Little Yellow Ants in Central and Eastern Virginia
In early 2017, researchers first spotted the little yellow ant in Fort Lauderdale, Florida. Now found throughout Virginia, little yellow ants produce supercolonies with multiple queens. Their preferred food is honeydew, however, they will also feed on dead insects. Possessing exceptional foraging skills, little yellow ants can invade homes and backyards, displacing other native ant species from properties.
Little Yellow Ant Habitat
Nests are located in dead branches of vegetation, both on living trees and on twigs resting on the soil surface. Little yellow ant workers and queens forage on the nectar of flowers. In addition to foraging for nectar, these ants have also been observed tending aphids and feeding on dead insects. Foraging ants make their way indoors, invading homes, with trails originating from the garden or landscaped areas outdoors. Workers and queens have been observed on kitchen countertops feeding on pet food.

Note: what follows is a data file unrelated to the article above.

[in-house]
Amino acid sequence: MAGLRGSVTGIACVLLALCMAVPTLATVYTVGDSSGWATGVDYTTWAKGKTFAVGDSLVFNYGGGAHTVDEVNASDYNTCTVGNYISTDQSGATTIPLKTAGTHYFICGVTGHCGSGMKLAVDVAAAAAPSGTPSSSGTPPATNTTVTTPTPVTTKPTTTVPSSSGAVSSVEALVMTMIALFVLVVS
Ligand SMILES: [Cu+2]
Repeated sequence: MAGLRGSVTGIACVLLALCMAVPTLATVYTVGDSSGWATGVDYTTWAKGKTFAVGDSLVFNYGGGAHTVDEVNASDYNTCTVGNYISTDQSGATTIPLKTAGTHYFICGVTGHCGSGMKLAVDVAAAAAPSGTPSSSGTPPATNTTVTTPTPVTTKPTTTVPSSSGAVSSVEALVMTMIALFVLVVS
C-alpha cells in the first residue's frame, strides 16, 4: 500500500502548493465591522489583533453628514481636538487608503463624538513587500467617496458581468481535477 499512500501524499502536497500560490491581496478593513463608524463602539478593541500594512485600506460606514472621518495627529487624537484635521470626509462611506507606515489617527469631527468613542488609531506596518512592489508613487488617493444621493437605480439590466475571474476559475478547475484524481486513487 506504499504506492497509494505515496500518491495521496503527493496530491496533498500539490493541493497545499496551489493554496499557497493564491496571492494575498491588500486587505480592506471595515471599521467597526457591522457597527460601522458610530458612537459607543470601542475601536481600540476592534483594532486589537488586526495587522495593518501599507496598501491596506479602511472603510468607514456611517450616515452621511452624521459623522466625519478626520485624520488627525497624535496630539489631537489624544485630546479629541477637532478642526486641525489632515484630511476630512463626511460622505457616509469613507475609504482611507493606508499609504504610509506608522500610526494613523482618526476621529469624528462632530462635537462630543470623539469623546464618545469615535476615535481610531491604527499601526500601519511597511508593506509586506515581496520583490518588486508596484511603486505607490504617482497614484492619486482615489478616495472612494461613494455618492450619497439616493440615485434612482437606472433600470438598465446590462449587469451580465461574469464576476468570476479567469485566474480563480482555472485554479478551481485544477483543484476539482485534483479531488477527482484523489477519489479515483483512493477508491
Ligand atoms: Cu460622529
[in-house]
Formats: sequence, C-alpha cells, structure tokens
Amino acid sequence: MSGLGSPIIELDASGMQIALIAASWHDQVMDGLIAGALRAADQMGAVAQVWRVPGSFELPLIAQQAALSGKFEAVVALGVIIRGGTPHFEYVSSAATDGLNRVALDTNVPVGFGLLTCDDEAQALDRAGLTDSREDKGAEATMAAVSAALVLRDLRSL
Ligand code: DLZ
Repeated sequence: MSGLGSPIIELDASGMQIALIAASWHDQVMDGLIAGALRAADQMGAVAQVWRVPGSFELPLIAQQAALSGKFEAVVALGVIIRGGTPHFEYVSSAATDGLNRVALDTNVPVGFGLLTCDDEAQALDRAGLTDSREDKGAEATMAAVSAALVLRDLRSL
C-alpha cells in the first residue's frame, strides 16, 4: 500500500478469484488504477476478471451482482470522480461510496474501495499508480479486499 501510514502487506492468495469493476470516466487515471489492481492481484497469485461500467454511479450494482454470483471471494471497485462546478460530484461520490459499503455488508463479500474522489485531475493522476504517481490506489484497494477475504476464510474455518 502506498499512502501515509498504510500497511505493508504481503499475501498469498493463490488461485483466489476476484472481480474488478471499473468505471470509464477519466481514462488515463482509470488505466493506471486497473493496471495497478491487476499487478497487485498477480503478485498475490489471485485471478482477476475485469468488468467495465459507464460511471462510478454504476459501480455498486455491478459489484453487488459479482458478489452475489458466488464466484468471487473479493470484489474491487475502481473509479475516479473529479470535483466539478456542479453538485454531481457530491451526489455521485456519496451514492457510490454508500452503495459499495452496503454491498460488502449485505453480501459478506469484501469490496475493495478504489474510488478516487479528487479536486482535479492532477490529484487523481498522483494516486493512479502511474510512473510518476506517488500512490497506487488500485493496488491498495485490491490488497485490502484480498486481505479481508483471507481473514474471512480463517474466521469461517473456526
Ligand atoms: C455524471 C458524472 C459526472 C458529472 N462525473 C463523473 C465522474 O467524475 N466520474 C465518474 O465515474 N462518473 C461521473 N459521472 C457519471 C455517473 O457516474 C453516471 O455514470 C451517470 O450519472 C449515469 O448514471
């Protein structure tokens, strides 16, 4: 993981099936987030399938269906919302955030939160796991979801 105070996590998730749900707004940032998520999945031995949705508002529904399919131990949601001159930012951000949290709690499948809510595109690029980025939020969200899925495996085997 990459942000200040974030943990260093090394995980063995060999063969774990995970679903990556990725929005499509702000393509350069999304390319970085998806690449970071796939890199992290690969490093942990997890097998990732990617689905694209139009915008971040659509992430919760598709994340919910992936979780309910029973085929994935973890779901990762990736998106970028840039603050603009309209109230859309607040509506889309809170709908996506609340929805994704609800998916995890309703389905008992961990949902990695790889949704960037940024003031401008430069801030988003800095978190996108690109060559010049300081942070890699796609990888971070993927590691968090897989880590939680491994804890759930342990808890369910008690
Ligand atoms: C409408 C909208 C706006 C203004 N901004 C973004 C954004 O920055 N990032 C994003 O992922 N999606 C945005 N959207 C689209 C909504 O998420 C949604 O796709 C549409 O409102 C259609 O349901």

Little Yellow Ant Behaviors, Threats, or Dangers
The little yellow ant does not bite or sting, however, it poses an ecological threat as it displaces larger native ant species. In a Fort Lauderdale neighborhood, researchers observed that in just six months, the tiny yellow ant displaced the bigheaded ant colony that was dominant in the area. Large colonies have been detected in neighborhoods covering several city blocks. At less than 2 mm in length, little yellow ants may go unnoticed. Over time, colonies spread out and grow to extremely large numbers, making them very difficult to control. if a little yellow ant infestation is suspected, it is best to consult a professional ant exterminator.
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